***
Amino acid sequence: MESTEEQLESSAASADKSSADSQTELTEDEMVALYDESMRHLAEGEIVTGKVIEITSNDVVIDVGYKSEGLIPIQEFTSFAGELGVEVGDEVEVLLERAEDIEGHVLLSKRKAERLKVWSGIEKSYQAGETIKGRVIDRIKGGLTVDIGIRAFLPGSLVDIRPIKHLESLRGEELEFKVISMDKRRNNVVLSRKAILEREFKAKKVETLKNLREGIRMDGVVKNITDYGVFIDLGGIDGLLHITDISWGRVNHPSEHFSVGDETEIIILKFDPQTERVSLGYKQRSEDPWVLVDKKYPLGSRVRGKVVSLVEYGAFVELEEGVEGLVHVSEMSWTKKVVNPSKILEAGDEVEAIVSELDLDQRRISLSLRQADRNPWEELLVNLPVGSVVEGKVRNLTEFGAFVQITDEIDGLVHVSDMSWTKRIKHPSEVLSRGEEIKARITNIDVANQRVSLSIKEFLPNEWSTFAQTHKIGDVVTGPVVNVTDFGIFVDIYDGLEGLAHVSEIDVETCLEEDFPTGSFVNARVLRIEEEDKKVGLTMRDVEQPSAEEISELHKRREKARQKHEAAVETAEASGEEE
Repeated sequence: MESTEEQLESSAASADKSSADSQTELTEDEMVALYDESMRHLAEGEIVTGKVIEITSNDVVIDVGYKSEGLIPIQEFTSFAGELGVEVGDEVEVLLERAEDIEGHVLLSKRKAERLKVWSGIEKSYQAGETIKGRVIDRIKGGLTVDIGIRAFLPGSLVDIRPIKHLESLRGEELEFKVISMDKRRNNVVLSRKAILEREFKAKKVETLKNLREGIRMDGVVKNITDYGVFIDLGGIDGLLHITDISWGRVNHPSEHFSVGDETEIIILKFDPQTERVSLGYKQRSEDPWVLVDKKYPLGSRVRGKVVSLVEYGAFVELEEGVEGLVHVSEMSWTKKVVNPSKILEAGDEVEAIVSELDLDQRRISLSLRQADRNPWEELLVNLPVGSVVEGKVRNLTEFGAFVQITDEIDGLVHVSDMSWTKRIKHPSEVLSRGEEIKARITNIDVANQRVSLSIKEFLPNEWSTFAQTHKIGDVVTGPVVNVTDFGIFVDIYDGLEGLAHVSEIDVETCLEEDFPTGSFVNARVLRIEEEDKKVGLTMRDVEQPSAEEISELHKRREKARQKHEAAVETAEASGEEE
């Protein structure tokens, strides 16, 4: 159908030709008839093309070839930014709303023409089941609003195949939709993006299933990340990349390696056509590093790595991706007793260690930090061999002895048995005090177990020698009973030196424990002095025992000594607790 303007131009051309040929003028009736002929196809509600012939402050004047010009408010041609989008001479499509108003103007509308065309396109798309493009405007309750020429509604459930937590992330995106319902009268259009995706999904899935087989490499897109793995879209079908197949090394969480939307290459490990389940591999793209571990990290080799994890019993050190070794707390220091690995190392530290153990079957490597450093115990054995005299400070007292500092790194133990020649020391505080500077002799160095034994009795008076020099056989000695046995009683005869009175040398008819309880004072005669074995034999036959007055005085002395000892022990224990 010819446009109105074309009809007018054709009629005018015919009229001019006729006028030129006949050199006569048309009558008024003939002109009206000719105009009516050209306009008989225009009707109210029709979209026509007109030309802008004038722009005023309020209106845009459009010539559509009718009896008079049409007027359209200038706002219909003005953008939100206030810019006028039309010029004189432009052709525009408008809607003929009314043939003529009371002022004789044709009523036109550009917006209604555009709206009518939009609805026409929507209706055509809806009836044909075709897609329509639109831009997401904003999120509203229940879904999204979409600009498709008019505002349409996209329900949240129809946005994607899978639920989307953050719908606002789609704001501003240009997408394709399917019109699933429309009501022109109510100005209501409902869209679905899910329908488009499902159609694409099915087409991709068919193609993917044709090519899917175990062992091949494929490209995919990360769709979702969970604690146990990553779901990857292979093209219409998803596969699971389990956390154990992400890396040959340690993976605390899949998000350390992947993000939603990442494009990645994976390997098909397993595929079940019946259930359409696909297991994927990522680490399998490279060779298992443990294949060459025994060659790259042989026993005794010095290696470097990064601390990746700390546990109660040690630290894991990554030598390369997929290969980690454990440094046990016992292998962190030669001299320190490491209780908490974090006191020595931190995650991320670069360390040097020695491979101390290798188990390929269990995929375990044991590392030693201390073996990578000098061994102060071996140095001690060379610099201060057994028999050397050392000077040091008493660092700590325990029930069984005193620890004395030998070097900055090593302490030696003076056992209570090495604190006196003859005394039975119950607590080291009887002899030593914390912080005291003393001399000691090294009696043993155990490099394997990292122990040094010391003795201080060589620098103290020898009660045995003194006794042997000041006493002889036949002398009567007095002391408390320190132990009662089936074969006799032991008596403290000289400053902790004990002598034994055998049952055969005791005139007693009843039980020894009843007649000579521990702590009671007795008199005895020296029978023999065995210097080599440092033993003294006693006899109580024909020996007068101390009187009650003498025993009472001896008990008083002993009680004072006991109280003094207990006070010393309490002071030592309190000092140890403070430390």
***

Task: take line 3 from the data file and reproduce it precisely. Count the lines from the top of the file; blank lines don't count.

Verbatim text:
């Protein structure tokens, strides 16, 4: 159908030709008839093309070839930014709303023409089941609003195949939709993006299933990340990349390696056509590093790595991706007793260690930090061999002895048995005090177990020698009973030196424990002095025992000594607790 303007131009051309040929003028009736002929196809509600012939402050004047010009408010041609989008001479499509108003103007509308065309396109798309493009405007309750020429509604459930937590992330995106319902009268259009995706999904899935087989490499897109793995879209079908197949090394969480939307290459490990389940591999793209571990990290080799994890019993050190070794707390220091690995190392530290153990079957490597450093115990054995005299400070007292500092790194133990020649020391505080500077002799160095034994009795008076020099056989000695046995009683005869009175040398008819309880004072005669074995034999036959007055005085002395000892022990224990 010819446009109105074309009809007018054709009629005018015919009229001019006729006028030129006949050199006569048309009558008024003939002109009206000719105009009516050209306009008989225009009707109210029709979209026509007109030309802008004038722009005023309020209106845009459009010539559509009718009896008079049409007027359209200038706002219909003005953008939100206030810019006028039309010029004189432009052709525009408008809607003929009314043939003529009371002022004789044709009523036109550009917006209604555009709206009518939009609805026409929507209706055509809806009836044909075709897609329509639109831009997401904003999120509203229940879904999204979409600009498709008019505002349409996209329900949240129809946005994607899978639920989307953050719908606002789609704001501003240009997408394709399917019109699933429309009501022109109510100005209501409902869209679905899910329908488009499902159609694409099915087409991709068919193609993917044709090519899917175990062992091949494929490209995919990360769709979702969970604690146990990553779901990857292979093209219409998803596969699971389990956390154990992400890396040959340690993976605390899949998000350390992947993000939603990442494009990645994976390997098909397993595929079940019946259930359409696909297991994927990522680490399998490279060779298992443990294949060459025994060659790259042989026993005794010095290696470097990064601390990746700390546990109660040690630290894991990554030598390369997929290969980690454990440094046990016992292998962190030669001299320190490491209780908490974090006191020595931190995650991320670069360390040097020695491979101390290798188990390929269990995929375990044991590392030693201390073996990578000098061994102060071996140095001690060379610099201060057994028999050397050392000077040091008493660092700590325990029930069984005193620890004395030998070097900055090593302490030696003076056992209570090495604190006196003859005394039975119950607590080291009887002899030593914390912080005291003393001399000691090294009696043993155990490099394997990292122990040094010391003795201080060589620098103290020898009660045995003194006794042997000041006493002889036949002398009567007095002391408390320190132990009662089936074969006799032991008596403290000289400053902790004990002598034994055998049952055969005791005139007693009843039980020894009843007649000579521990702590009671007795008199005895020296029978023999065995210097080599440092033993003294006693006899109580024909020996007068101390009187009650003498025993009472001896008990008083002993009680004072006991109280003094207990006070010393309490002071030592309190000092140890403070430390």